Steve Clarke might have had an altogether opinion, but it was difficult not to feel sorry for referee Steven McLean. While the Kilmarnock manager, in quietly withering fashion, declared that the official had produced the worst refereeing performance he had witnessed in nearly 40 years in the sport, McLean was given an impossible task by the violent intent exhibited by both sides from the off.
It was nasty, brutish and descended into a brawl that masqueraded as football in hideously short order. What said everything about the afternoon’s events was Scott McKenna’s post-match media conference. “It’s always difficult when tackles fly in, and teams are leaving a bit in on each other but I thought the ref got the sendings off right,” he said of the serrated edge to the encounter. Only when he was heading to the media room door, did the centre-back look back and petition: “Did you forget about my goal?”
The oversight was an easy one. McKenna’s 67th minute pinpoint header from a Graeme Shinnie inswinging cross delivered with ease because no Kilmarnock player got a block on him, allowed Aberdeen to gain a three point advantage in the race to finish third.
But it was the home team finishing the day with a third player banished by McLean that claimed the focus. Kilmarnock’s support were left fuming not only by McLean’s actions, but his inaction. The growling between the teams was given impetus by Sam Cosgrove getting away with a grapple on Findlay just after the half hour, and just after he had been booked. Instead, the Kilmarnock defender had his name taken, which had serious consequences later on for both. Derek McInnes withdrew Cosgrove at half time to prevent him being sent off, while Finday’s day was ended by an 84th-minute second booking after a late tackle that led to Shinnie sustaining ankle damage. An injury the Aberdeen manager said afterwards could end his season - and, as a result, may mean he has played his last game for the club, with a freedom of contract move to Derby County being mooted.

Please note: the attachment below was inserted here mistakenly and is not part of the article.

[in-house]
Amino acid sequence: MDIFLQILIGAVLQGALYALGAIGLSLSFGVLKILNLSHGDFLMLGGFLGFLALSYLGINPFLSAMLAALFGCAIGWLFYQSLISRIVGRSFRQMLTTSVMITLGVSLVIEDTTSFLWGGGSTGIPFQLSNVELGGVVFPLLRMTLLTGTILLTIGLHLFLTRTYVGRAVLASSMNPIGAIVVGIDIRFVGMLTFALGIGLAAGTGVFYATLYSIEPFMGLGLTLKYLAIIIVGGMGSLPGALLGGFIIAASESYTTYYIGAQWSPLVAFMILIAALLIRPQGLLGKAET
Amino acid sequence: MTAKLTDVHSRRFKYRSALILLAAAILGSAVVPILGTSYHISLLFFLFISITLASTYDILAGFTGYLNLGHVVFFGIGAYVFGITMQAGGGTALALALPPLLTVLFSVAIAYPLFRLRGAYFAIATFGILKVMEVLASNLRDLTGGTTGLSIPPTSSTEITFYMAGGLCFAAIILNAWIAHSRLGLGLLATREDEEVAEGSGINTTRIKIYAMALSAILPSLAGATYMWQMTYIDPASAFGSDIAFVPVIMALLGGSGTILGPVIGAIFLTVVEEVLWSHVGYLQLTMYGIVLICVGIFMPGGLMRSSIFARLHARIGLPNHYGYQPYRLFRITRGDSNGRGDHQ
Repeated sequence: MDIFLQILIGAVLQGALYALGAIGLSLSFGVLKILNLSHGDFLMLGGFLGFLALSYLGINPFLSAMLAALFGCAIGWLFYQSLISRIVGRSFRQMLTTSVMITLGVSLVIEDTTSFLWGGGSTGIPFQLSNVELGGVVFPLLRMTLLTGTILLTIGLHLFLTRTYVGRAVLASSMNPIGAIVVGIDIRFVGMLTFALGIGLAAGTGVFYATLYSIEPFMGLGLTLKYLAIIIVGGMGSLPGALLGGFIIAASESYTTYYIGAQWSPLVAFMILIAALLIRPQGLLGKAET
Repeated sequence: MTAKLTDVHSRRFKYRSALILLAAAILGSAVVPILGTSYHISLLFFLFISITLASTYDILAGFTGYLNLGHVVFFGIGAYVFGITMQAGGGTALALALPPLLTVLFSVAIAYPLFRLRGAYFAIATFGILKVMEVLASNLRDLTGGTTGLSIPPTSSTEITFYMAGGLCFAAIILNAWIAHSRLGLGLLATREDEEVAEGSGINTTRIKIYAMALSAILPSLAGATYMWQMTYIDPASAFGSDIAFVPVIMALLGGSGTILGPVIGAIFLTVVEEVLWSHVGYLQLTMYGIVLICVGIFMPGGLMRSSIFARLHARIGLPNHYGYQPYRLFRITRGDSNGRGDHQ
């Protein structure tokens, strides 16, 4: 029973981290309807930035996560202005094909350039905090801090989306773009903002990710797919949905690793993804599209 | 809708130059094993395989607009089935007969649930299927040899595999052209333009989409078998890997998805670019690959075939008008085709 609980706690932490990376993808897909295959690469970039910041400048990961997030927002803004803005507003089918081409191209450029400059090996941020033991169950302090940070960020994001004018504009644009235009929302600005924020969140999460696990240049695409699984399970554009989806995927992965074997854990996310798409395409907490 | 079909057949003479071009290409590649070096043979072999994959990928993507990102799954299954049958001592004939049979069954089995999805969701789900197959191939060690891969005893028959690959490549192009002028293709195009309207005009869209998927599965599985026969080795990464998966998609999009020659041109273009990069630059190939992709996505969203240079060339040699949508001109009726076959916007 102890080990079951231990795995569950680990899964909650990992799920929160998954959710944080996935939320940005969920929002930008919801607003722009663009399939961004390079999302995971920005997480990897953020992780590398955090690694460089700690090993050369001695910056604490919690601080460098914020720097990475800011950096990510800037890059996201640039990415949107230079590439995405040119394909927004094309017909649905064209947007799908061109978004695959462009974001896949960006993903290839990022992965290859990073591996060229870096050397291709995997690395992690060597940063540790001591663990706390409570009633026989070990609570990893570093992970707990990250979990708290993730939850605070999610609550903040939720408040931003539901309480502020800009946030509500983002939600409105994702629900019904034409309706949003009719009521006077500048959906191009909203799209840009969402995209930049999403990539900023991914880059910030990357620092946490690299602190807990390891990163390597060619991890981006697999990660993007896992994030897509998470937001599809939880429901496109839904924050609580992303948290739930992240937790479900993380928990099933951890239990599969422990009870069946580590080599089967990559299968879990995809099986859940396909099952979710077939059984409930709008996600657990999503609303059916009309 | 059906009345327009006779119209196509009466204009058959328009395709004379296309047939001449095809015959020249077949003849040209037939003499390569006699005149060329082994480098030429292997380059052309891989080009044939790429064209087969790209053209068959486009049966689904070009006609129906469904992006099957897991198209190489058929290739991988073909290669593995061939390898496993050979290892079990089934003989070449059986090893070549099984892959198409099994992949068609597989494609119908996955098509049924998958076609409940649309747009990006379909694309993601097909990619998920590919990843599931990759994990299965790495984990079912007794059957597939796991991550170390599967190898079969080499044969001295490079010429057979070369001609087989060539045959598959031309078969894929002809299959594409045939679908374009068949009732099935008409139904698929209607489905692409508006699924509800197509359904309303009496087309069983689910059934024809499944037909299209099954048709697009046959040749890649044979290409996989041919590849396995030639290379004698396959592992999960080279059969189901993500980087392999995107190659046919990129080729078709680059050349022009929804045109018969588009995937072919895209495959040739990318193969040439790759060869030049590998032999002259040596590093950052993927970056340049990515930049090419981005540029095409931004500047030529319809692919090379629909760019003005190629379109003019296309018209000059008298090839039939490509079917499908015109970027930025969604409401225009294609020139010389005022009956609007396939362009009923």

The tumult was ramped up as the interval approached, though. Broadfoot attempted to bustle in to get a boot to a ball he had miscontrolled when through on Joe Lewis. As the Aberdeen keeper collected he stretched out his leg and jabbed over the ball, catching him in the face in reckless fashion.
McKenna admitted Aberdeen may have kept themselves in check after suffering two red-cards after their zealous approach in the Scottish Cup semi-final defeat to Celtic, but they were hardly innocent bystanders.
Never more so than when one of the men that saw red at Hampden, Dom Ball, tangled with McKenzie in added time. With both players on the deck, Ball seemed to heabutt McKenzie’s thigh before the Kilmarnock midfielder kicked out at him in retaliation. With McLean punishing only the home player, with a straight red, it was the day in microcosm.
McInnes, who said Shinnie’s ankle was “no good” and a “bit of a mess” felt his side were rewarded for keeping their “calmness”,”
“I had a feeling it would be a 1-0 game and chances would be at a premium,” he said. “There was a lot of challenges and competitiveness shown by both sets of players. We’ve scored the only goal with a brilliant header from big McKenna. Nothing is settled but it’s three very important points. We’ve got work to do against the teams to come [with Rangers at Ibrox next week]. If anyone thought our season finished last week at Hampden, the appetite of my players illustrates the opposite of that.” And it illustrated that the worst of games can have the most compelling, if eye-bleeding, moments.